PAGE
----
XX (1964–1973) 0.34 0.38 0.32 0.36 
HB (1964–1973) 0.32 0.35 0.30 0.36 

Numbers in brackets denote the baseline period of each catchment.

Potential climate variability and anthropogenic activities

Climate variability and anthropogenic activities are regarded as two main driving forces that result in runoff changes. In this section, we analyze runoff-related climatic variables, historical land cover data, and local socio-economic indices, trying to explore their potential links with runoff changes for the whole HB catchment.

Climate variability analysis

Precipitation and PET, which govern regional water and energy budgets, respectively, are two crucial factors influencing runoff patterns. Since most catchments experienced their first breakpoints during the 1970s (Figure 3), precipitation and PET in the period before 1980 are used as benchmarks, and statistics in the three changed decades (1980s, 1990s and 2000s) are compared with the benchmarks so as to detect decadal climate variability.

For assessing decadal precipitation variations, decadal spatial patterns of precipitation distribution for the whole HB catchment are plotted in Figure 4, from which a decadal drying and wetting alternation is found. Except for the HC catchment, all other catchments suffered their driest decade in the 1990s. Most parts in the northern HB catchment encountered their wettest decade in the 2000s, while the 1980s is the wettest in southern parts (including XIN and HC catchments). In addition, seasonal precipitations (in December‒January‒February (DJF), March–April–May (MAM), June–July–August (JJA) and September–October–November (SON)) of the whole HB catchment in different decades are compared, shown in Figure 5. It is clear that seasonal precipitation in the 1980s, 1990s and 2000s tended to present higher variability than that before the 1980s, especially in JJA, SON and DJF. Meanwhile, compared with the period before the 1980s, precipitation in JJA increased during two wet decades (1980s and 2000s), and decreased in SON and DJF for the dry decade (1990s).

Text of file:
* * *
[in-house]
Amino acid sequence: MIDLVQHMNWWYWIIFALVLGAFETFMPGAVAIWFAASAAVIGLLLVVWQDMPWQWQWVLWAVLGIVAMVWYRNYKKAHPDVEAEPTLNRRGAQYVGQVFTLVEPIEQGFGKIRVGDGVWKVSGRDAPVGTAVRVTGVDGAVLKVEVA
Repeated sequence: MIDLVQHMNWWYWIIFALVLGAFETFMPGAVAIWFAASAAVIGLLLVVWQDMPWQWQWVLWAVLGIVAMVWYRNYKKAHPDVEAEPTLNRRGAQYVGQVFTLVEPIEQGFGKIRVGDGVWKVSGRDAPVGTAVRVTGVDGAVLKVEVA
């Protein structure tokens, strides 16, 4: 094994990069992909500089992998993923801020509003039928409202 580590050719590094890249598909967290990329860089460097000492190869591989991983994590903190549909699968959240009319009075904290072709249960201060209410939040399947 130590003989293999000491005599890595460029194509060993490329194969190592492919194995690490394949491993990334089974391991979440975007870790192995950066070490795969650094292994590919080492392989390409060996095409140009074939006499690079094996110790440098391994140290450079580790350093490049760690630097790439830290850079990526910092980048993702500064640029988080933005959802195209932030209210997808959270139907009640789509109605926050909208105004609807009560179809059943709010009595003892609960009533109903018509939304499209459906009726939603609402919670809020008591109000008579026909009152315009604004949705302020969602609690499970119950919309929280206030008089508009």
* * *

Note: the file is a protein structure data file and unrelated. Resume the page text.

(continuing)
Figure 4

Spatial distribution of precipitation during four periods: (a) before 1980s (1964–1979); (b) 1980s; (c) 1990s; (d) 2000s.

Figure 4

Spatial distribution of precipitation during four periods: (a) before 1980s (1964–1979); (b) 1980s; (c) 1990s; (d) 2000s.